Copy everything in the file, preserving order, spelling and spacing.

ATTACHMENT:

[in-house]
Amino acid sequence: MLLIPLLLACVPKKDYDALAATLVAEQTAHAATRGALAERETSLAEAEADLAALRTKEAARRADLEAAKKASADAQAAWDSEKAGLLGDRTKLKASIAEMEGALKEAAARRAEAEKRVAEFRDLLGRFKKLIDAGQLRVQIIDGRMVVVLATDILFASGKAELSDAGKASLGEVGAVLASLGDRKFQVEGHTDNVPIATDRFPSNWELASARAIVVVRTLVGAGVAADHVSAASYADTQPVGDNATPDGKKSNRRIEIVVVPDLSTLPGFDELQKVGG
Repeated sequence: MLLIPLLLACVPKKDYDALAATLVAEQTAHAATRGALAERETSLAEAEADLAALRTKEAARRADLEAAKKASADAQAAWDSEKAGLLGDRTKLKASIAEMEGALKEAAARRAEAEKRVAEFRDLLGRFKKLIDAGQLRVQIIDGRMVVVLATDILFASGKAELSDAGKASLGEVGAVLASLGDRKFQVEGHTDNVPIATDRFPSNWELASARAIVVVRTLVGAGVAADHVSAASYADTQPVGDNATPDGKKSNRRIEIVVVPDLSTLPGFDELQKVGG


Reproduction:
[in-house]
Amino acid sequence: MLLIPLLLACVPKKDYDALAATLVAEQTAHAATRGALAERETSLAEAEADLAALRTKEAARRADLEAAKKASADAQAAWDSEKAGLLGDRTKLKASIAEMEGALKEAAARRAEAEKRVAEFRDLLGRFKKLIDAGQLRVQIIDGRMVVVLATDILFASGKAELSDAGKASLGEVGAVLASLGDRKFQVEGHTDNVPIATDRFPSNWELASARAIVVVRTLVGAGVAADHVSAASYADTQPVGDNATPDGKKSNRRIEIVVVPDLSTLPGFDELQKVGG
Repeated sequence: MLLIPLLLACVPKKDYDALAATLVAEQTAHAATRGALAERETSLAEAEADLAALRTKEAARRADLEAAKKASADAQAAWDSEKAGLLGDRTKLKASIAEMEGALKEAAARRAEAEKRVAEFRDLLGRFKKLIDAGQLRVQIIDGRMVVVLATDILFASGKAELSDAGKASLGEVGAVLASLGDRKFQVEGHTDNVPIATDRFPSNWELASARAIVVVRTLVGAGVAADHVSAASYADTQPVGDNATPDGKKSNRRIEIVVVPDLSTLPGFDELQKVGG